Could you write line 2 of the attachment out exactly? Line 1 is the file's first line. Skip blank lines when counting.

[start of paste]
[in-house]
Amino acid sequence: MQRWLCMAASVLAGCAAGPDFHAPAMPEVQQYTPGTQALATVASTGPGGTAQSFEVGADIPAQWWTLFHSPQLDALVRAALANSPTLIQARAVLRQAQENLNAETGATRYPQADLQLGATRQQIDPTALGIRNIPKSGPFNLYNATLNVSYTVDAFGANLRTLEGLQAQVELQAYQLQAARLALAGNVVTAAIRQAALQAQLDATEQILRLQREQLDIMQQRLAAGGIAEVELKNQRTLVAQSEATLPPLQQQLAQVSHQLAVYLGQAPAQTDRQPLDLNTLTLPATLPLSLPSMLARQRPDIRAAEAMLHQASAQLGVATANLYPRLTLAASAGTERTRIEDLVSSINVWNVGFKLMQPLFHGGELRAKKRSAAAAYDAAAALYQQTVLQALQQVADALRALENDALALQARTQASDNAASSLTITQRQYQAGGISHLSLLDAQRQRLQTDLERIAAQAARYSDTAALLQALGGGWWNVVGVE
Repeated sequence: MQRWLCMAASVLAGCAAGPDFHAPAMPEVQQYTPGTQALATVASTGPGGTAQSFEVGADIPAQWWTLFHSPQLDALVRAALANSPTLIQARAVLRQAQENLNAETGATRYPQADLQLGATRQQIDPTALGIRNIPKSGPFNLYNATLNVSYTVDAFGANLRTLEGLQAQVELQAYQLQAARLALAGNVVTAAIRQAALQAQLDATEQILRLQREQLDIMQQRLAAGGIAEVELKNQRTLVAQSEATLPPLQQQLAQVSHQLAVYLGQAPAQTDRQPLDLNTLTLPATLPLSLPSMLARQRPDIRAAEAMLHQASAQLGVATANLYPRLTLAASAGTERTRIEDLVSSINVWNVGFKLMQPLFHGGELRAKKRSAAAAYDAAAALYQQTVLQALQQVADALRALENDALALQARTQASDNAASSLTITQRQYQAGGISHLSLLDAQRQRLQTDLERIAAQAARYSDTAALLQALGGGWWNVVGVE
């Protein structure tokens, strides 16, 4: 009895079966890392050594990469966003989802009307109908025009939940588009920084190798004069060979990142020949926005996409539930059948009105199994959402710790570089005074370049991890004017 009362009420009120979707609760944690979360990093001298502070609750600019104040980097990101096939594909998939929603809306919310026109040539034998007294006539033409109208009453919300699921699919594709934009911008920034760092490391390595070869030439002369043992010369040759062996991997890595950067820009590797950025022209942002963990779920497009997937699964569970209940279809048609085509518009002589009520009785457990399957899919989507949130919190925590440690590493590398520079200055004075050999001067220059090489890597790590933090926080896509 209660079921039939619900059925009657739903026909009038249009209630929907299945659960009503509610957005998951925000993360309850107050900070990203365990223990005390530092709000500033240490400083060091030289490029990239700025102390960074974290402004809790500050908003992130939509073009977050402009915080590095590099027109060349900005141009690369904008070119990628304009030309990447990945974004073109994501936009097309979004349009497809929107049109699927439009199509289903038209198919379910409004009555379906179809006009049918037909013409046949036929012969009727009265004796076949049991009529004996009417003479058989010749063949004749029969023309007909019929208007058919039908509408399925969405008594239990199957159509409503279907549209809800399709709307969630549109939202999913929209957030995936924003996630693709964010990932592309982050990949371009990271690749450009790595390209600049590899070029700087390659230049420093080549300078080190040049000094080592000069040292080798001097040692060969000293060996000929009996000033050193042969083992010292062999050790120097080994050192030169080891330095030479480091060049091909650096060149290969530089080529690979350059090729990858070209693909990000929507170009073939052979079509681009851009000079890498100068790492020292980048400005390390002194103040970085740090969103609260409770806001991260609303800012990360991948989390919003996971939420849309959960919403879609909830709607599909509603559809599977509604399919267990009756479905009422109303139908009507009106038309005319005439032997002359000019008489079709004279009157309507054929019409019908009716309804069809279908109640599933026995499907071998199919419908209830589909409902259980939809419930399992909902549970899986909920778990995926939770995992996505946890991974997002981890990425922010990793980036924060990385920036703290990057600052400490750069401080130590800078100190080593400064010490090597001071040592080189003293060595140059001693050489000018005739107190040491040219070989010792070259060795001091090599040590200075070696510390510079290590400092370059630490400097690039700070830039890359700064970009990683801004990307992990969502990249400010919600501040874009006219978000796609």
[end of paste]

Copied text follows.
Amino acid sequence: MQRWLCMAASVLAGCAAGPDFHAPAMPEVQQYTPGTQALATVASTGPGGTAQSFEVGADIPAQWWTLFHSPQLDALVRAALANSPTLIQARAVLRQAQENLNAETGATRYPQADLQLGATRQQIDPTALGIRNIPKSGPFNLYNATLNVSYTVDAFGANLRTLEGLQAQVELQAYQLQAARLALAGNVVTAAIRQAALQAQLDATEQILRLQREQLDIMQQRLAAGGIAEVELKNQRTLVAQSEATLPPLQQQLAQVSHQLAVYLGQAPAQTDRQPLDLNTLTLPATLPLSLPSMLARQRPDIRAAEAMLHQASAQLGVATANLYPRLTLAASAGTERTRIEDLVSSINVWNVGFKLMQPLFHGGELRAKKRSAAAAYDAAAALYQQTVLQALQQVADALRALENDALALQARTQASDNAASSLTITQRQYQAGGISHLSLLDAQRQRLQTDLERIAAQAARYSDTAALLQALGGGWWNVVGVE